So Collister approached the Express-News and asked if it wanted to team up for a detailed story about court-appointed lawyers.
“The idea was, ‘You have a piece of the puzzle, I have a piece of the puzzle. Let’s work together and make a better story,’” Collister told me. “The days of there being cutthroat competition, to a point, are over.”
It was an odd sight watching Collister hanging out in the Express-News, hovering over Chasnoff’s desk and collaborating like it was the most natural thing in the world.
I asked Chasnoff what it was like working with Collister. Chasnoff said he was pleasantly surprised. He didn’t encounter the heavy handed reporter on TV who shoves fuzzy microphones in people’s faces during ambush interviews. Collister had good ideas, and his court data saved Chasnoff a lot of time. Before they teamed up, Chasnoff had requested similar data from the county, so partnering with Collister meant Chasnoff didn’t have to waste time waiting for the information. “He had the goods,” Chasnoff said.
The top earner, lawyer Hilda Valadez, earned more than $400,000 in the past three years, hundreds of thousands of dollars more than the average court-appointed attorney.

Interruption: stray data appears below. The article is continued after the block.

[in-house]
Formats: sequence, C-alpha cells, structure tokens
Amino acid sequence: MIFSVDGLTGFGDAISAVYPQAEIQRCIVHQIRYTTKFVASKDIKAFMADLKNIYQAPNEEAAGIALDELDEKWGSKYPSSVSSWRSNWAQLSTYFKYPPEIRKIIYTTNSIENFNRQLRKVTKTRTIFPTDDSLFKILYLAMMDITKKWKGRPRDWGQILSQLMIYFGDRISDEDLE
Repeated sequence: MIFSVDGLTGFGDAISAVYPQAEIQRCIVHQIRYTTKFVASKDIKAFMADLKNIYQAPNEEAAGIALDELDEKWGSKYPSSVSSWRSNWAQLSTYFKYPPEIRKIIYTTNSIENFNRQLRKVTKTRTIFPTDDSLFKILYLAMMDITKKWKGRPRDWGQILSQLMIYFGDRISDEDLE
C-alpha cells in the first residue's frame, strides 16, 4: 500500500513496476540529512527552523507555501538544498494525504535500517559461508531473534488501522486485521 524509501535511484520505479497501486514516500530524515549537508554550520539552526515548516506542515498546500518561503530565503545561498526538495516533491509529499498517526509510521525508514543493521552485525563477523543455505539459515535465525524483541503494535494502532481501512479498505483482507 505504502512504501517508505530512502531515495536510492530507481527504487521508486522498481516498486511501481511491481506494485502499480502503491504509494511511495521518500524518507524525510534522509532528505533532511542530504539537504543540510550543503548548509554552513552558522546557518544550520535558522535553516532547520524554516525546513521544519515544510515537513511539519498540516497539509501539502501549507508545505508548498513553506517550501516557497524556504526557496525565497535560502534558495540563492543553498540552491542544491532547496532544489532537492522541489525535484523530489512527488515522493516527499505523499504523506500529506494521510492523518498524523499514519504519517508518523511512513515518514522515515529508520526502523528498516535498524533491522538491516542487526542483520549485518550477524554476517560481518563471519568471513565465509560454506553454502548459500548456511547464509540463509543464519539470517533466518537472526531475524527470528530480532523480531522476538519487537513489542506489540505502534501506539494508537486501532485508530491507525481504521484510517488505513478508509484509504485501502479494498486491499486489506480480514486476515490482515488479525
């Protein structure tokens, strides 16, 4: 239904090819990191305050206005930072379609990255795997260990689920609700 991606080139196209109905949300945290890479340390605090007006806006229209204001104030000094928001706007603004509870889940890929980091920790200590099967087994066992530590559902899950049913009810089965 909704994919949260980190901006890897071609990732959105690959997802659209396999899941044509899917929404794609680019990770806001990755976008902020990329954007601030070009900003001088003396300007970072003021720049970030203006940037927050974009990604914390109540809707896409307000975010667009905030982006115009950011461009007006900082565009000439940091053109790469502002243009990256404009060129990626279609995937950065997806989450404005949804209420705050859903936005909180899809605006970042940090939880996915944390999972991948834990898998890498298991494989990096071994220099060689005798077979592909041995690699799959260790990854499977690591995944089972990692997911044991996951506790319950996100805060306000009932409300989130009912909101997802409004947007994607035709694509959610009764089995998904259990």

In at least one courtroom, the inequity appears rooted in cronyism. Attorney Edward Adams, who contributed the most in the past year to the failed re-election campaign of County Court Judge Monica Guerrero, also was appointed the most cases and earned by far the most money in Guerrero’s court in the past three years.
Both news organizations brought different strengths to the table. WOAI told the story with pictures and audio, while the newspaper story went into greater depth and detail. Collister said he was pleased by the long, nuanced newspaper article. In most TV stories, he has to leave a lot of good material on the cutting room floor — that’s the nature of the beast in TV news, which is always crunched for time. So it was nice to have the newspaper story include points that he didn’t have a chance to air.